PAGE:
Consulting CFO Matthew Tribe CA believes that for businesses recovering from the lockdown, the major concerns will relate to cash flow and reassuring investors the business has navigated a changed consumer/business environment, and has the cash flow to support future growth.
“CDR will make bookkeeping and transactional processing simpler and more efficient,” says Tribe. “Along-term effect might be faster and more accurate offshore financial data processing. At present, when you offshore, the overseas team you use doesn’t necessarily understand context. Assuming you get the correct permission from the customer, CDR might allow the overseas team more insight into a customer’s circumstances.”
However, Tribe does have some doubts. “I can’t see how CDR helps with subjective elements of financial reporting, such as forecasting or understanding more complex corporate structuring, which are particularly important when it comes to applying for government assistance packages and loans.”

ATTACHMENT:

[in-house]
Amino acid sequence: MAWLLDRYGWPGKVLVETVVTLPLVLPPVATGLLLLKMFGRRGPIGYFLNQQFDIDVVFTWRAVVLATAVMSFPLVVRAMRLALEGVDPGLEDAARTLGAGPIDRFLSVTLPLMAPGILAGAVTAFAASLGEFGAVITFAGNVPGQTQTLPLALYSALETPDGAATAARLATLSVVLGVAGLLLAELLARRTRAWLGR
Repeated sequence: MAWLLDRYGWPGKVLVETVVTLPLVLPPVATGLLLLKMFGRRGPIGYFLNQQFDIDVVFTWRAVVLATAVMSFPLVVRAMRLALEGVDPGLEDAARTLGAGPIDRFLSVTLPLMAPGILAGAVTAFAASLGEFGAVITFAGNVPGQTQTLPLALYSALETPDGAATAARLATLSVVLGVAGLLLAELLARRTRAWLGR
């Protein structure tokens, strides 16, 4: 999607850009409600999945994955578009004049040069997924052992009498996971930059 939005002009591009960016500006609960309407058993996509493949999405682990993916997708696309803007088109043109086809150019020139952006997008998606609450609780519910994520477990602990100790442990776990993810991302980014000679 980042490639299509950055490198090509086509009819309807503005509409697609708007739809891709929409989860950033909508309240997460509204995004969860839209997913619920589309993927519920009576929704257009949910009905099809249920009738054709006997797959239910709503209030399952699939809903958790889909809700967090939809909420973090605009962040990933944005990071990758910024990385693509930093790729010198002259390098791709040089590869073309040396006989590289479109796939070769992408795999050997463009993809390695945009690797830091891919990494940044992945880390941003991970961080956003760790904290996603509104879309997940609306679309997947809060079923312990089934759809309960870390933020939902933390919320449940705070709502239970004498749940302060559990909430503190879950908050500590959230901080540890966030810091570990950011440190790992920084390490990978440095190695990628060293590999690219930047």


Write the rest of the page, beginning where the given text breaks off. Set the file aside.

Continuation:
“I can’t see how CDR helps with subjective elements of financial reporting, such as forecasting or understanding more complex corporate structuring, which are particularly important when it comes to applying for government assistance packages and loans.”
The CDR accreditation hoops
In late April, the CDR legislation’s main regulator, the Australian Competition and Consumer Commission (ACCC), had not published final accreditation guidelines.
However, based on the draft version, and on the ACCC’s CDR Rules, Bryony Evans, partner with King & Wood Mallesons law firm, cautions that if an accounting firm’s main interest is better client service rather than providing new commercial services and products – such as budgeting apps – the firm should weigh up accreditation carefully.
“Becoming accredited requires specific criteria to be satisfied, and accredited persons have responsibilities which require careful review and management,” she says.